WASHINGTON (Reuters) - A Saudi inmate with links to al Qaeda will remain at the Guantanamo Bay prison and a second Saudi man has been cleared for transfer home, a U.S. national security panel said on Monday.
Muhammed Abd Al Rahman Awn Al-Shamrani, 39, should stay at the U.S. prison in Cuba because he remains a security threat, the Periodic Review Board said in an online posting.
The panel took into consideration Shamrani’s history as a facilitator and recruiter for al Qaeda and for the Taliban in Saudi Arabia and his frontline fighting in Afghanistan, it said.
Shamrani also did not take part in a May review hearing and has had “significant disciplinary infractions” in prison, the posting said. He has been held at the Guantanamo Bay U.S. Naval Base since January 2002.
A second man, Muhammad Murdi Issa al-Zahrani, who was suspected of fighting in Afghanistan for al Qaeda, was cleared for transfer back to Saudi Arabia.
The panel said it took into account the uncorroborated nature of information about Zahrani’s links to al Qaeda as well as his expressions of regret. Once transferred, he will take part in a Saudi rehabilitation program.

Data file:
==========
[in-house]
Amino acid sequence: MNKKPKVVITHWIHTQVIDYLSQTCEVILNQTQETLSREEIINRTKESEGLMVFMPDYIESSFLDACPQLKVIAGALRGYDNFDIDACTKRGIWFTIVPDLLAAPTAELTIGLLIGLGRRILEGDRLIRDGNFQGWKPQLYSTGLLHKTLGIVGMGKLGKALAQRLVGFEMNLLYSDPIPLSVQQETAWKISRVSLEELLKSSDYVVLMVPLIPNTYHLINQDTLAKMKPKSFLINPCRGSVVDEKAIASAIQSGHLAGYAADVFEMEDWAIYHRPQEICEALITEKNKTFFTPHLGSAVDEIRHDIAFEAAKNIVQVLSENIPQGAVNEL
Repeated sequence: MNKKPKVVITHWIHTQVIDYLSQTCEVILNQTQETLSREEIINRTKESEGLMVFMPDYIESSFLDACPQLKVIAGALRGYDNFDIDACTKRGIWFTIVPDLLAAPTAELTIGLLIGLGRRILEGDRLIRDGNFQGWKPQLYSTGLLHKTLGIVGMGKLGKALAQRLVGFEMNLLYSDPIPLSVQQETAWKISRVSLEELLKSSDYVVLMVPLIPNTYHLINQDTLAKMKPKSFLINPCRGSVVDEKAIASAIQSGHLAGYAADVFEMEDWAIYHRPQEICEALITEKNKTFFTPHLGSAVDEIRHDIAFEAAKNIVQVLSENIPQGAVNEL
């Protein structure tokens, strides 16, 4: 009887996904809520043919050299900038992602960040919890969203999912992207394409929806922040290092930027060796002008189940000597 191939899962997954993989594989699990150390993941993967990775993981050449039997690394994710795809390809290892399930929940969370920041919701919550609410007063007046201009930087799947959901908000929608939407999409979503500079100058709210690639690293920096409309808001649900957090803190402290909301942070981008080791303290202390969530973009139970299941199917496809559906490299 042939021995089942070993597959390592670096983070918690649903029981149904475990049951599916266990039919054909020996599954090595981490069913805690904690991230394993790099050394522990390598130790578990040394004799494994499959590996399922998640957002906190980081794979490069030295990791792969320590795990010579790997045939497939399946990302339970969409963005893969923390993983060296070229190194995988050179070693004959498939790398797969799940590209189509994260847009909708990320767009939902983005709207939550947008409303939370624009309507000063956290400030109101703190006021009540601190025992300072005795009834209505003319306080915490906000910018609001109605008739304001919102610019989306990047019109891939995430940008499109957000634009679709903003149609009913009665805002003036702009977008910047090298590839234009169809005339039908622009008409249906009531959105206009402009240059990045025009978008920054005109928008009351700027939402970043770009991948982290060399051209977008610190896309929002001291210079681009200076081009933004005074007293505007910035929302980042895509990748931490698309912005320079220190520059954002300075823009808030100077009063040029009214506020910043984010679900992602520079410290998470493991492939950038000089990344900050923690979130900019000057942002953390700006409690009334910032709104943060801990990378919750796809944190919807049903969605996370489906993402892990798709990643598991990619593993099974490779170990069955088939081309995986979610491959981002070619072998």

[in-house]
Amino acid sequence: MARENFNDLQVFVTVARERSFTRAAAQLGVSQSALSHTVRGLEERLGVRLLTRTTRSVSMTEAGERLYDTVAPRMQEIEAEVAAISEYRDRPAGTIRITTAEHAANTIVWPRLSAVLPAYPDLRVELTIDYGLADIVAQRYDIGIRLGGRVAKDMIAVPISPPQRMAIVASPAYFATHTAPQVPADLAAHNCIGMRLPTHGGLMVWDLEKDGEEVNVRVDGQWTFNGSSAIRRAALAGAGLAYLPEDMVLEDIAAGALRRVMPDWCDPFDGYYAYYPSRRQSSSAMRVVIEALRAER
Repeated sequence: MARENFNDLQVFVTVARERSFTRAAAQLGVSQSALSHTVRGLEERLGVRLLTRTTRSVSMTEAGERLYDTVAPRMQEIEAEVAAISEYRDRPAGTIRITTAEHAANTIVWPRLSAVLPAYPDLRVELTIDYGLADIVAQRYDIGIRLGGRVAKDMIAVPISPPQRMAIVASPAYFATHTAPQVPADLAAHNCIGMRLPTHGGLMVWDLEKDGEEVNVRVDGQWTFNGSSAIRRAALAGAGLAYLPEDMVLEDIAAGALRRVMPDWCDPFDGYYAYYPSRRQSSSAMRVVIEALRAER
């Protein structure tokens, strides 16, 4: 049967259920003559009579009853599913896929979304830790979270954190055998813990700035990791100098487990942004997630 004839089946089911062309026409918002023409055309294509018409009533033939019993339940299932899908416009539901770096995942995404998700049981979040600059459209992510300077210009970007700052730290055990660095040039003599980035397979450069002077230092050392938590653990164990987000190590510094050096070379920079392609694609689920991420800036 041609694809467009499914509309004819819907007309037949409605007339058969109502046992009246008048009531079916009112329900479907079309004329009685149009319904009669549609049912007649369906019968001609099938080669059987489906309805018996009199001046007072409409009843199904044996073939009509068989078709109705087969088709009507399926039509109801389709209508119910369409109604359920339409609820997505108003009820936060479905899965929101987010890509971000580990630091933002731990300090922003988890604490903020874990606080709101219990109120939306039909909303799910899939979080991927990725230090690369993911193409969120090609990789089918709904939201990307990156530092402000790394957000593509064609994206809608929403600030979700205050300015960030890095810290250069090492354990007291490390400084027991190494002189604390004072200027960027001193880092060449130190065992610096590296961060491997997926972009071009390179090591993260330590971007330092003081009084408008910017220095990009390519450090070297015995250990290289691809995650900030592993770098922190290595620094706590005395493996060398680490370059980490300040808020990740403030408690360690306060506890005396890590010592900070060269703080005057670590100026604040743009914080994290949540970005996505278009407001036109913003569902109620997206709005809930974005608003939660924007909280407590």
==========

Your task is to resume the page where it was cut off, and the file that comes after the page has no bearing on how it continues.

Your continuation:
A Defense Department profile said Zahrani was 44 or 45 years old. He has been held at Guantanamo since August 2002.
During his hearing in June, Zahrani’s military representative argued that he was a lesser threat than five senior Taliban leaders held at Guantanamo who were exchanged for U.S. Army Sergeant Bowe Bergdahl, the last U.S. prisoner of war in Afghanistan.
The Periodic Review Board was established to speed up Guantanamo’s closing as ordered by President Barack Obama. The prison holds 149 detainees.
Defense Secretary Chuck Hagel must inform Congress of U.S. intent to transfer inmates. With the latest rulings, the panel has recommended that five prisoners be transferred and that four remain in prison.
Editing by Eric Walsh